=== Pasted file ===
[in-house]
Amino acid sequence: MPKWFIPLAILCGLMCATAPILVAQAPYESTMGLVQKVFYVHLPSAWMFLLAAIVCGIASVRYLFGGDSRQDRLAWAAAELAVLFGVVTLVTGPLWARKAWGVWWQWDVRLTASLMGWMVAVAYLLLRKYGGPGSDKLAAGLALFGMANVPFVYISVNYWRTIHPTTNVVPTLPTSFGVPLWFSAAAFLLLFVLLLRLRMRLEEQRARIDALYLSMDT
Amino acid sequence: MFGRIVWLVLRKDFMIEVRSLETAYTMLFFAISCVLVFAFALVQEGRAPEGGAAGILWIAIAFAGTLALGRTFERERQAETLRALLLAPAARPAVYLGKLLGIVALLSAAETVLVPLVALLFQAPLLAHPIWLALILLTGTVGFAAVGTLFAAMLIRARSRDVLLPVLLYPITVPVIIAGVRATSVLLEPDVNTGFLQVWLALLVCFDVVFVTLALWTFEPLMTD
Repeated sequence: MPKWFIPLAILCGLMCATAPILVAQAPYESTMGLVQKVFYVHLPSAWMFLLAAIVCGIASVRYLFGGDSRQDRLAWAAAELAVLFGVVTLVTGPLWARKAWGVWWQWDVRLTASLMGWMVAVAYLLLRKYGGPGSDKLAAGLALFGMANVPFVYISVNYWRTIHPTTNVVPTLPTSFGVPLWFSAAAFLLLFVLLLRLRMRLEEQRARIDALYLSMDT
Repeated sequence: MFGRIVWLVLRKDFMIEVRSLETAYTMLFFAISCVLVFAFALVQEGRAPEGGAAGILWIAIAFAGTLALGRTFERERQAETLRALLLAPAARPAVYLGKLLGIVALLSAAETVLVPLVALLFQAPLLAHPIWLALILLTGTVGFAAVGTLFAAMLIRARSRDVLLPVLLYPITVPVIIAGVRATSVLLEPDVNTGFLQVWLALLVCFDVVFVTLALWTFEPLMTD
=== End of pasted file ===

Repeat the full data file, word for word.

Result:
[in-house]
Amino acid sequence: MPKWFIPLAILCGLMCATAPILVAQAPYESTMGLVQKVFYVHLPSAWMFLLAAIVCGIASVRYLFGGDSRQDRLAWAAAELAVLFGVVTLVTGPLWARKAWGVWWQWDVRLTASLMGWMVAVAYLLLRKYGGPGSDKLAAGLALFGMANVPFVYISVNYWRTIHPTTNVVPTLPTSFGVPLWFSAAAFLLLFVLLLRLRMRLEEQRARIDALYLSMDT
Amino acid sequence: MFGRIVWLVLRKDFMIEVRSLETAYTMLFFAISCVLVFAFALVQEGRAPEGGAAGILWIAIAFAGTLALGRTFERERQAETLRALLLAPAARPAVYLGKLLGIVALLSAAETVLVPLVALLFQAPLLAHPIWLALILLTGTVGFAAVGTLFAAMLIRARSRDVLLPVLLYPITVPVIIAGVRATSVLLEPDVNTGFLQVWLALLVCFDVVFVTLALWTFEPLMTD
Repeated sequence: MPKWFIPLAILCGLMCATAPILVAQAPYESTMGLVQKVFYVHLPSAWMFLLAAIVCGIASVRYLFGGDSRQDRLAWAAAELAVLFGVVTLVTGPLWARKAWGVWWQWDVRLTASLMGWMVAVAYLLLRKYGGPGSDKLAAGLALFGMANVPFVYISVNYWRTIHPTTNVVPTLPTSFGVPLWFSAAAFLLLFVLLLRLRMRLEEQRARIDALYLSMDT
Repeated sequence: MFGRIVWLVLRKDFMIEVRSLETAYTMLFFAISCVLVFAFALVQEGRAPEGGAAGILWIAIAFAGTLALGRTFERERQAETLRALLLAPAARPAVYLGKLLGIVALLSAAETVLVPLVALLFQAPLLAHPIWLALILLTGTVGFAAVGTLFAAMLIRARSRDVLLPVLLYPITVPVIIAGVRATSVLLEPDVNTGFLQVWLALLVCFDVVFVTLALWTFEPLMTD